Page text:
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The Practice Plan


Adult piano students, your practice plan ideally includes the following items:


Technique. This should include scales/chords/arpeggios. It’s important to note every time you move to a new piece or item in your practice session, if you change keys, you should practice the relevant scales/chords before starting your work. Warmups may also include exercises or etudes.


Assignment from a “method book.” You can think of this as the “how to” guide to playing the piano. There are a number of method books written specifically for adult students. At my studio, we use several of these books in tandem in order to continually reinforce concepts. I typically continue with at least some form of method book up through the intermediate level. William Gillock is my absolute favorite composer in this regard. His collections include short pieces through all major and minor keys, from the earliest levels through late intermediate and even advanced levels. His pieces reflect all style periods and are absolute treasures. He also composed a number of jazz and boogie woogie pieces, duets, and popular piano arrangements-- truly something for everyone. All our early level students also work to complete Faber Adult Piano Adventures Books 1/2. We supplement with others, as I’ve mentioned, but choices in these vary, depending on the student.


Practice suggestions specific to repertoire pieces. Repertoire pieces are oftentimes outside the normal learning learning sequence and likely are more difficult than what you may be working on in the method books. They will take more time to learn and usually require some extra coaching from your teacher. At my studio, we usually work on one or two repertoire pieces per term. These are often performance pieces.


Sight reading assignment. Sight reading is just that-- something the student can read with no coaching from the teacher. These pieces are not practiced, per se, though the student will spend time analyzing these short pieces before playing. (As a general rule, that’s always appropriate, no matter what you’re playing.) It’s important to have graded material and for these assignments to be relatively short pieces, in my opinion. For early level sight reading, I find Jane Bastien’s MultiKey Reading really fits the bill. There are lots of books devoted to sight reading. I suggest you make sure whatever you choose takes you through all major and minor keys. If you find you're having to "decipher" the music, it's too advanced for sight reading purposes.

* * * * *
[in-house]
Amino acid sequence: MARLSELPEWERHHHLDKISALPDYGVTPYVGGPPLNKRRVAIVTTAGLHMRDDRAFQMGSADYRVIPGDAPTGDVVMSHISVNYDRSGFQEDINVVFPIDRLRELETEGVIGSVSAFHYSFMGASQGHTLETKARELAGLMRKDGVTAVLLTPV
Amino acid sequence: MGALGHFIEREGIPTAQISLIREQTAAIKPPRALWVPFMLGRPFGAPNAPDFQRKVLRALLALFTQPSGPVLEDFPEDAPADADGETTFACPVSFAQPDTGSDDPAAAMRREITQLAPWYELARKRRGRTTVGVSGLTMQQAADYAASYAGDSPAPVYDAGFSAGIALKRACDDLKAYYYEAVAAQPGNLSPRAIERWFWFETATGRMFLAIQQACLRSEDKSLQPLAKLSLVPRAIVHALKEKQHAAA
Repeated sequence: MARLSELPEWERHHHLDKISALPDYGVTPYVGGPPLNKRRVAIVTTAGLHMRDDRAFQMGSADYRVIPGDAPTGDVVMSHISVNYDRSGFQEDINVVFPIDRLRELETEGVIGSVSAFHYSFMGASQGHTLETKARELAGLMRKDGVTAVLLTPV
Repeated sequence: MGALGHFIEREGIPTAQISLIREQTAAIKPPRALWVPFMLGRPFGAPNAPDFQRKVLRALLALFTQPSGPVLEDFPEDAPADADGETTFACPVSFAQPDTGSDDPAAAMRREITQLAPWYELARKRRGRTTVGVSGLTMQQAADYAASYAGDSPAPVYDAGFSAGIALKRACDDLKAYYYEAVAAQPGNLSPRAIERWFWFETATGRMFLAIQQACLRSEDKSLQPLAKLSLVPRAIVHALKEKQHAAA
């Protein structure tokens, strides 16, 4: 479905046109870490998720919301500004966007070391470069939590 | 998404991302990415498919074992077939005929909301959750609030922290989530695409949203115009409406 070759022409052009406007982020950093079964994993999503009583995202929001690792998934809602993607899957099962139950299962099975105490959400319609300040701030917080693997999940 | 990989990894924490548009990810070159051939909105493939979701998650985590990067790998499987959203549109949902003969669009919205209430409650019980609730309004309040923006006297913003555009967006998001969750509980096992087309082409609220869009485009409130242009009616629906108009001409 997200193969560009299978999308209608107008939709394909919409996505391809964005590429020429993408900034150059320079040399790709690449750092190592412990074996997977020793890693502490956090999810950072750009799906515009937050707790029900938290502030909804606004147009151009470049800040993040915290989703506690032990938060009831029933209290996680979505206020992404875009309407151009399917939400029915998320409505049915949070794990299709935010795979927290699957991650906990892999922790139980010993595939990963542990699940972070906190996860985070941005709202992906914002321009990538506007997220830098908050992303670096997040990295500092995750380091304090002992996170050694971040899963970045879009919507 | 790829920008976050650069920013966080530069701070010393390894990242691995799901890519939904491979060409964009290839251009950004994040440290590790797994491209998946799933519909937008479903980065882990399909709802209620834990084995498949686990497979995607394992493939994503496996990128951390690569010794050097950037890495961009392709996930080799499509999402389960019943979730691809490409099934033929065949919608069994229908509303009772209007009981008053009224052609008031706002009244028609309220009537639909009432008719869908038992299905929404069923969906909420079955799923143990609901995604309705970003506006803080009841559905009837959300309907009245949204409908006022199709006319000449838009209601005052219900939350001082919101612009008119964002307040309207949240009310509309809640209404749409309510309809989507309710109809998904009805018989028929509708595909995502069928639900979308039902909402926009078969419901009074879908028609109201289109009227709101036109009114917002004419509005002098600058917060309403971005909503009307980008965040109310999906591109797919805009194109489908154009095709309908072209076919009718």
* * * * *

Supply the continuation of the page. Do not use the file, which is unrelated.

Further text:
Theory. If you’re working from a good method book, such as the Faber Adult Piano Adventures books, theory will naturally be a part of your music education. If you’re not working from a method book, you’ll need a teacher to help guide you with theory.


Optional: Learning to use lead sheets. One of the reasons I prefer the Faber series is students explore working with lead sheets early on. Guitar players often read “tabs,” which are chord symbols. Pianists can do the same, reading chord symbols by using lead sheets. At a very basic level, this helps students better understand how music is constructed. If students choose to further develop this skill, they learn how to “arrange” songs to suit their own tastes or perhaps use this skill to start composing their own music.


If you're working independently, I suggest you try to incorporate these elements into your weekly practice plan. Using a quality adult method book or a highly rated piano app will best serve you, in my opinion. If you're working with a teacher, it's likely your teacher either writes the practice plan for you or makes suggestions for you to note in your journal. If you're working with a teacher who doesn't advise you on practice approach, I suggest you ask for specific guidance. (If I may be so bold as to say so, good teachers will always give weekly suggestions/assignments.)


Lastly, I think it's important to remind everyone to really follow the practice plan closely. It's easy to just sit down and play the piano in a way that may be unfocused or even sloppy. I like for my own students to be task-oriented, to follow their practice plans precisely. I never make recommendations as to how long they should sit at the piano. As a matter of fact, many adults have some degree of neck/back discomfort or pain and sitting for too long can exacerbate this. Students who have other physical discomforts should also avoid extended periods of time at the piano.


One last thought: I totally encourage everybody to play piano for pleasure by playing songs you already know or that you can sightread for fun, but I would consider that "play time" and not "practice time." By all means, play on!

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